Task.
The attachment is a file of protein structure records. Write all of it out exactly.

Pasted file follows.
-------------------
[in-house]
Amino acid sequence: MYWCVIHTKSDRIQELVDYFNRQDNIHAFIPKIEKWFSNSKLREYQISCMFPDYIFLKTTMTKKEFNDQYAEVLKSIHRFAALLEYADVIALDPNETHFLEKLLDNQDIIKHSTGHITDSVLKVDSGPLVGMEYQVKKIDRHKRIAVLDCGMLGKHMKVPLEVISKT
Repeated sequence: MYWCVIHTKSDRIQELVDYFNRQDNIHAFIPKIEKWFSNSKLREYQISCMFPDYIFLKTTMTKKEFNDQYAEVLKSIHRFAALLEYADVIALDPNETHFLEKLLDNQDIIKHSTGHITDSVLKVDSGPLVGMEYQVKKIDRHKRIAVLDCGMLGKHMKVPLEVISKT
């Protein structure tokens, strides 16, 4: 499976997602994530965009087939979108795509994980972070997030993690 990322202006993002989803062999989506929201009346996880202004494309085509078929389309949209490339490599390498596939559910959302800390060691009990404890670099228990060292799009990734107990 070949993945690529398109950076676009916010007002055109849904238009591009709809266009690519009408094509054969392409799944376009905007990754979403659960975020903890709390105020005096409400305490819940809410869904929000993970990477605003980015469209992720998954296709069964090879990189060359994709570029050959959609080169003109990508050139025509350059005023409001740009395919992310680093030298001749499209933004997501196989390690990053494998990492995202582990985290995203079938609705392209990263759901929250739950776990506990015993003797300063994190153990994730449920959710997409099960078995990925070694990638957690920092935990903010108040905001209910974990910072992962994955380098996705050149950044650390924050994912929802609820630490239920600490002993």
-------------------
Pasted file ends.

[in-house]
Amino acid sequence: MYWCVIHTKSDRIQELVDYFNRQDNIHAFIPKIEKWFSNSKLREYQISCMFPDYIFLKTTMTKKEFNDQYAEVLKSIHRFAALLEYADVIALDPNETHFLEKLLDNQDIIKHSTGHITDSVLKVDSGPLVGMEYQVKKIDRHKRIAVLDCGMLGKHMKVPLEVISKT
Repeated sequence: MYWCVIHTKSDRIQELVDYFNRQDNIHAFIPKIEKWFSNSKLREYQISCMFPDYIFLKTTMTKKEFNDQYAEVLKSIHRFAALLEYADVIALDPNETHFLEKLLDNQDIIKHSTGHITDSVLKVDSGPLVGMEYQVKKIDRHKRIAVLDCGMLGKHMKVPLEVISKT
């Protein structure tokens, strides 16, 4: 499976997602994530965009087939979108795509994980972070997030993690 990322202006993002989803062999989506929201009346996880202004494309085509078929389309949209490339490599390498596939559910959302800390060691009990404890670099228990060292799009990734107990 070949993945690529398109950076676009916010007002055109849904238009591009709809266009690519009408094509054969392409799944376009905007990754979403659960975020903890709390105020005096409400305490819940809410869904929000993970990477605003980015469209992720998954296709069964090879990189060359994709570029050959959609080169003109990508050139025509350059005023409001740009395919992310680093030298001749499209933004997501196989390690990053494998990492995202582990985290995203079938609705392209990263759901929250739950776990506990015993003797300063994190153990994730449920959710997409099960078995990925070694990638957690920092935990903010108040905001209910974990910072992962994955380098996705050149950044650390924050994912929802609820630490239920600490002993």